living underground in the real world

Monday miscellany: militant vegan Wednesday edition

Shameless friend-of-a-friend plug alert: Here’s a cute little essay from the New York Times, written by my rad pal Mary’s BFF, Joanna. Neato!

I just realized that in the past six months I sent over 3,000 emails. Is it normal for people who do not work in an office to send an average of 17 emails a day, every day, or do I have some sort of disease? A productivity disease, perhaps?

I really enjoyed this Vegan de Guadalupe zine (hooray for zines in 2008!) and bet you would too. It’s sold out, but maybe if you beg she will do a second printing?

Speaking of reading, I stayed up until 5 AM last night reading A Dangerous Woman: The Graphic Biography of Emma Goldman. It wasn’t as technically well done as, say, Fun Home or Persepolis, but there is absolutely something to be said for the graphic biography format. I always assumed that any additional information I had on Red Emma would only increase my love for her, but I closed the book with a vast sadness and uneasiness. She accomplished a lot and has of course inspired generations, but her sympathy for violent methods of revolutionary action really bothered me, as did the last 15 or so years of her life, which seemed to be all about how the world she worked for was never to be. (Being a nonviolent anarchist, I tend to forget that the vast majority of the world only knows about the violent anarchist faction.) But it was a good read. And you get some juicy “if I can’t dance I don’t want to be part of your revolution” details on her complicated and wild not-so-private life.

Speaking of revolutionaries, the always right-on John Robbins (who I’ve been in love with since I was 14, yo, for serious) has a great article on Weston A. Price Foundation and the Nourishing Traditions crazies. The best part is the end:


“I regret to say that those running the Weston A. Price Foundation today seem to have their own agenda. They are proponents of the philosophy that in order to be healthy, people must eat large amounts of saturated fat from animal products. They insist that only with the regular consumption of lard, butter and other full-fat dairy products, and beef, can people derive the nutrients they need to be healthy.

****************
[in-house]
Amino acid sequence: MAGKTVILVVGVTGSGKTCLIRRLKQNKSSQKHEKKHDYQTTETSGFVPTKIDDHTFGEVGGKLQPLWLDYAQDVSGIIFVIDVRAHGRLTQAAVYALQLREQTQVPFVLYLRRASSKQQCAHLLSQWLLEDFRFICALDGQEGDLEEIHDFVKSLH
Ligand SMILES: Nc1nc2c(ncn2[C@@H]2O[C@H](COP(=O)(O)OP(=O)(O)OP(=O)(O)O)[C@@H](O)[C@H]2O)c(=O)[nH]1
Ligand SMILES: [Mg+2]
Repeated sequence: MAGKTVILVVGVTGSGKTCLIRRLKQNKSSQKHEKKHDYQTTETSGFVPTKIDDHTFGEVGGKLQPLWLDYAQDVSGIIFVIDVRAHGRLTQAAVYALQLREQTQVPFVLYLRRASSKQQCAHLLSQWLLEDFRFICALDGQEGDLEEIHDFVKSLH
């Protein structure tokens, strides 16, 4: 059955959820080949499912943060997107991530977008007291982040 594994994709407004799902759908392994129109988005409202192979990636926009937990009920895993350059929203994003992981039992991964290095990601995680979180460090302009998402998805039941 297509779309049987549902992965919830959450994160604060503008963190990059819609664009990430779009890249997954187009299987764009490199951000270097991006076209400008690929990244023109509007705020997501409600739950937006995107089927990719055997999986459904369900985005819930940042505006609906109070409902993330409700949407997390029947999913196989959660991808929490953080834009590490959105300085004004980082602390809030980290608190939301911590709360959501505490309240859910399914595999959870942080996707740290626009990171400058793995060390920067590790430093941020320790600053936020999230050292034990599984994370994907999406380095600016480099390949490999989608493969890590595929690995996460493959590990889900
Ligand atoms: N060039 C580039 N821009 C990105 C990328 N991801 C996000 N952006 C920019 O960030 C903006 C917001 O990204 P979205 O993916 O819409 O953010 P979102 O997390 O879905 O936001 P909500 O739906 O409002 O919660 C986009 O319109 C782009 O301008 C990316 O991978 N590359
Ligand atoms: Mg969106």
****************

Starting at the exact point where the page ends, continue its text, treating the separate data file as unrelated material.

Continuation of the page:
Toward that end, the Foundation has widely publicized an article written by a former member of the Foundation’s Board of Directors, Stephen Byrnes, titled “The Myths of Vegetarianism.”

The article is harshly critical of vegetarian diets, and concludes with an “About the Author” section which states: “Stephen Byrnes… enjoys robust health on a diet that includes butter, cream, eggs, meat, whole milk, dairy products and offal.” In fact, Stephen Byrnes suffered a fatal stroke in June, 2004. According to reports of his death, he had yet to reach his 40th birthday.”

Yikes.

Full disclosure: I like that the Weston A. Price Foundation people have good things to say about fermented foods and coconut butter. I’m not at all above admitting that crazies can be right about some things.

Local folks: The New Paltz Green Party has some good events coming up, won’t you please go to some of them? Like that talk on septic systems? I’m going to go not only because I am the head of the group and don’t always go to the events and this is a very bad trait, but also because I have a septic system and should know more about it. Maybe you do too? Please go!

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